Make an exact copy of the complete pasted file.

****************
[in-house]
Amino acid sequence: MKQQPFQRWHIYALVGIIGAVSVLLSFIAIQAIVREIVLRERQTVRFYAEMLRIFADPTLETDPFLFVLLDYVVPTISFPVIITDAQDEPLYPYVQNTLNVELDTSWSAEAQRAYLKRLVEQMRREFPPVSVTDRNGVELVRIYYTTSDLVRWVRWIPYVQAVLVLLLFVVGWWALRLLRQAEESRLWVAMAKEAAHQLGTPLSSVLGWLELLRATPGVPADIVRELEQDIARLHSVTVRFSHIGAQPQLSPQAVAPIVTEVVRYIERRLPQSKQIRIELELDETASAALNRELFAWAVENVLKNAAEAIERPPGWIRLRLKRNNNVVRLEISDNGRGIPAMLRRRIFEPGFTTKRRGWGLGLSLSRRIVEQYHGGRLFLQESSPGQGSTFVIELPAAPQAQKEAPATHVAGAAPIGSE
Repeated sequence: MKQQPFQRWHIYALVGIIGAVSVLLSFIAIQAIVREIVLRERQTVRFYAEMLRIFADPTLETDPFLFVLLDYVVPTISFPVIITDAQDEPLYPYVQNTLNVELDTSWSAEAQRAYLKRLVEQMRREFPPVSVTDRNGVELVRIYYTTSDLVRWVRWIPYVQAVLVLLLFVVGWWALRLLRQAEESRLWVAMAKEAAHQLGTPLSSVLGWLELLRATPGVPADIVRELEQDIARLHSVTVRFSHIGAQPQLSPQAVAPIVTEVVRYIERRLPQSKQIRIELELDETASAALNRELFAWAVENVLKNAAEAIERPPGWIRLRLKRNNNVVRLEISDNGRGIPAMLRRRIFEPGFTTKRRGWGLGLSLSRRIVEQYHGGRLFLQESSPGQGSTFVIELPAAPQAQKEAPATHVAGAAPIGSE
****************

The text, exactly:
[in-house]
Amino acid sequence: MKQQPFQRWHIYALVGIIGAVSVLLSFIAIQAIVREIVLRERQTVRFYAEMLRIFADPTLETDPFLFVLLDYVVPTISFPVIITDAQDEPLYPYVQNTLNVELDTSWSAEAQRAYLKRLVEQMRREFPPVSVTDRNGVELVRIYYTTSDLVRWVRWIPYVQAVLVLLLFVVGWWALRLLRQAEESRLWVAMAKEAAHQLGTPLSSVLGWLELLRATPGVPADIVRELEQDIARLHSVTVRFSHIGAQPQLSPQAVAPIVTEVVRYIERRLPQSKQIRIELELDETASAALNRELFAWAVENVLKNAAEAIERPPGWIRLRLKRNNNVVRLEISDNGRGIPAMLRRRIFEPGFTTKRRGWGLGLSLSRRIVEQYHGGRLFLQESSPGQGSTFVIELPAAPQAQKEAPATHVAGAAPIGSE
Repeated sequence: MKQQPFQRWHIYALVGIIGAVSVLLSFIAIQAIVREIVLRERQTVRFYAEMLRIFADPTLETDPFLFVLLDYVVPTISFPVIITDAQDEPLYPYVQNTLNVELDTSWSAEAQRAYLKRLVEQMRREFPPVSVTDRNGVELVRIYYTTSDLVRWVRWIPYVQAVLVLLLFVVGWWALRLLRQAEESRLWVAMAKEAAHQLGTPLSSVLGWLELLRATPGVPADIVRELEQDIARLHSVTVRFSHIGAQPQLSPQAVAPIVTEVVRYIERRLPQSKQIRIELELDETASAALNRELFAWAVENVLKNAAEAIERPPGWIRLRLKRNNNVVRLEISDNGRGIPAMLRRRIFEPGFTTKRRGWGLGLSLSRRIVEQYHGGRLFLQESSPGQGSTFVIELPAAPQAQKEAPATHVAGAAPIGSE